I’ve been deeply impressed, and eternally grateful, for the hard work, dedication, and creative thinking that have gone into the Coop’s response to the coronavirus pandemic. We all owe the Coop leadership an enormous debt of gratitude.
Almost everybody, whether they’re feeling bored and restless, overworked and overwhelmed, or all of the above, is now spending more time at home. With the cinemas closed for the foreseeable future, it’s a good time to catch up on movies you’ve been planning to watch or revisit old favorites.
On March 20, 2020, a representative from the New York City Department of Education emailed Jason Weiner, the Membership Coordinator in charge of renting space for the Coop’s General Meetings. The Coop’s permit to hold its March General Meeting at John Jay High School was canceled, and the possibility of holding future meetings there or at any facility controlled by the Department of Education was in question. “Please do not call the school or Borough Office for further information, as this is a time of uncertainty,” the email concluded. “Be reassured that you will hear back from us in regards to next steps once schools have reopened.”
Hepworth Farms is the Park Slope Food Coop’s oldest—and one of its biggest—working partners. Located in Milton, New York in the Hudson Valley, the 550-acre farm, run by twin sisters Amy and Gail Hepworth, has worked with PSFC coordinators to plan, produce and deliver an incredibly diverse array of produce to our shelves. For four decades, the PSFC produce aisle—a place we might have taken for granted 6 weeks ago, but certainly not today—is bursting year-round with fresh, seasonal produce delivered from Hepworth Farms and other providers. In the case of Hepworth Farms, the relationship that has been forged over the years means that Amy, Gail and their staff can plan their planting seasons around what the Coop and its members need and want. At no time has this partnership been more valued, and more tested, than it is today.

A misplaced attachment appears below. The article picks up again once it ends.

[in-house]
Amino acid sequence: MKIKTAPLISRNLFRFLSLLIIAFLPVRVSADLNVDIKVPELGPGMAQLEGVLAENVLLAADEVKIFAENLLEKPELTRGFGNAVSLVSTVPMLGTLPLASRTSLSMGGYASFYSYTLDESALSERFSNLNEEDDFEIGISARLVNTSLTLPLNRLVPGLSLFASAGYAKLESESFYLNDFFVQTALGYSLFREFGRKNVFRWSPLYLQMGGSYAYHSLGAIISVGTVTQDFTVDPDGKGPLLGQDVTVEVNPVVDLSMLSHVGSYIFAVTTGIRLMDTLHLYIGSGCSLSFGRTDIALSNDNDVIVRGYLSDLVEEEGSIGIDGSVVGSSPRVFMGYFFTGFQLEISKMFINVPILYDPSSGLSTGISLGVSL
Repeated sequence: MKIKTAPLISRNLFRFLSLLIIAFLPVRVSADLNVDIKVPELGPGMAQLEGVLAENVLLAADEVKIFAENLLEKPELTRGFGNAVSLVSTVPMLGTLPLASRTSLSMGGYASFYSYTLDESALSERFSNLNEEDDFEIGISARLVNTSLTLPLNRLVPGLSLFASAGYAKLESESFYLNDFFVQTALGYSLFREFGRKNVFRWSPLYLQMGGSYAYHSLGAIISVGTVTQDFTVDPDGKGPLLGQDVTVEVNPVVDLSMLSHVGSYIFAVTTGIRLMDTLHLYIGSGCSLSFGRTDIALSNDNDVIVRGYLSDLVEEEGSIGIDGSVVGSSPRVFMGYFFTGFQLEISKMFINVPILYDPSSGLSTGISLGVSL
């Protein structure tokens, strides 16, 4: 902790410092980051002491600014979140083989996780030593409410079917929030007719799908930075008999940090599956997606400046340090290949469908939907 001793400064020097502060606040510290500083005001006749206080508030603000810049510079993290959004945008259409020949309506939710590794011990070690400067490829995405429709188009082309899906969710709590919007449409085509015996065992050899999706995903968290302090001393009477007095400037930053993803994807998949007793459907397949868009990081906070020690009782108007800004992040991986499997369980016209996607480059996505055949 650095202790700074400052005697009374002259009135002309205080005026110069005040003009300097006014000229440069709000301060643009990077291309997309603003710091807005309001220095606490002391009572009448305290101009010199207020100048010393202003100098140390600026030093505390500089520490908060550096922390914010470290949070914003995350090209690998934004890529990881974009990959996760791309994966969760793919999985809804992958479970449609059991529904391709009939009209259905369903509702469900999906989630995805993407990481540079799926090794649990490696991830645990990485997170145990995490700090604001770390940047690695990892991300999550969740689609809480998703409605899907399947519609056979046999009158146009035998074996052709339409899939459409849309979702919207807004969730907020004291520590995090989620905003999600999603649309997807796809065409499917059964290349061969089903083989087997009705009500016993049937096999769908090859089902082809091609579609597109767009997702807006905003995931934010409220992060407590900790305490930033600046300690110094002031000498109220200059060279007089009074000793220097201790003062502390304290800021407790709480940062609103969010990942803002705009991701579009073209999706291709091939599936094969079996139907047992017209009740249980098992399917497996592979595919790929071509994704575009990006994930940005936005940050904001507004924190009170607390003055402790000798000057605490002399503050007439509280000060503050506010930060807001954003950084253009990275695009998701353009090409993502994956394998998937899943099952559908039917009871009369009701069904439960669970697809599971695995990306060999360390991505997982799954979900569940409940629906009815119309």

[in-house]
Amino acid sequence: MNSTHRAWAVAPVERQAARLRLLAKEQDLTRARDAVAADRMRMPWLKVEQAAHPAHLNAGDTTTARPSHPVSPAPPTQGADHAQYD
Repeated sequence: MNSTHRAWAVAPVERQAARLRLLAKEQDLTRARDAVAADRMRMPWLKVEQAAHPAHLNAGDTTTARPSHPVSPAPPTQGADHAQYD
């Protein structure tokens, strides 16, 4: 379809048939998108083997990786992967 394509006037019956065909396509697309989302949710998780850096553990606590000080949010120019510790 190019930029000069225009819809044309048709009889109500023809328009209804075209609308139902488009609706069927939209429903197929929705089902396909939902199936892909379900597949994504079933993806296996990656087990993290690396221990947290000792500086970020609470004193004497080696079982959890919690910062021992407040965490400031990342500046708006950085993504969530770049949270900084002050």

Seven weeks ago, when lines were just beginning to snake up Union Street and items like toilet paper, frozen and canned goods started growing scarce, the Coop proactively instituted policies to ensure a safer shopping and working environment for its members. Sanitation safety protocols were posted at the entry check-in and on the Coop’s website and social media platforms. Signs mandated using hand sanitizer upon entering the Coop, wiping down one’s cart handles, and maintaining social distance. Shopping lanes displayed markers demonstrating the recommended six feet of separation. According to the Coop website, the number of shoppers allowed in the building would be limited to comply with Governor Andrew Cuomo’s executive orders on social distancing. Restrictions would also apply to those waiting outside. In this fashion, the Coop prioritized the health and safety of our paid staff and shopping members over sales.
The Covid-19 crisis has put the Coop in a financial squeeze as sales have nosedived and labor costs have increased due to new safety procedures.
The details of that squeeze and the Coop’s strategy for dealing with it were explained on April 1 by Coop co-founder and general manager Joe Holtz in an interview with the Gazette. He also talked about supply lines, safety procedures and the pressure the pandemic is putting on the staff.
Update as of Thursday, March 25. This information will be updated as needed so please go to foodcoop.com for the latest information.
Shopping Hours: 10:30 a.m. to 7:00 p.m
Members must be on the line outside by 7:00 p.m. at the latest. The Coop reserves the right to make the deadline for getting in line earlier than 7:00 p.m. if the wait time on the outside line exceeds the ability to get everyone in the Coop by closing.
Wait times can vary greatly depending upon the conditions in the Coop. Plan ahead by getting in line early. Line information will be updated on @ foodcoop on Instagram or Twitter.
The phrase “plant-rich diet” has been gaining traction in the past several years as we seek solutions to curb the greenhouse gas emissions from the food system that are contributing to global climate change.
The production of animal-based food, especially beef and dairy, contributes a huge portion of the world’s greenhouse gas emissions – nearly 20%. If cows were their own country, they would be the third largest greenhouse gas emitter after China and the U.S. (Project Drawdown).
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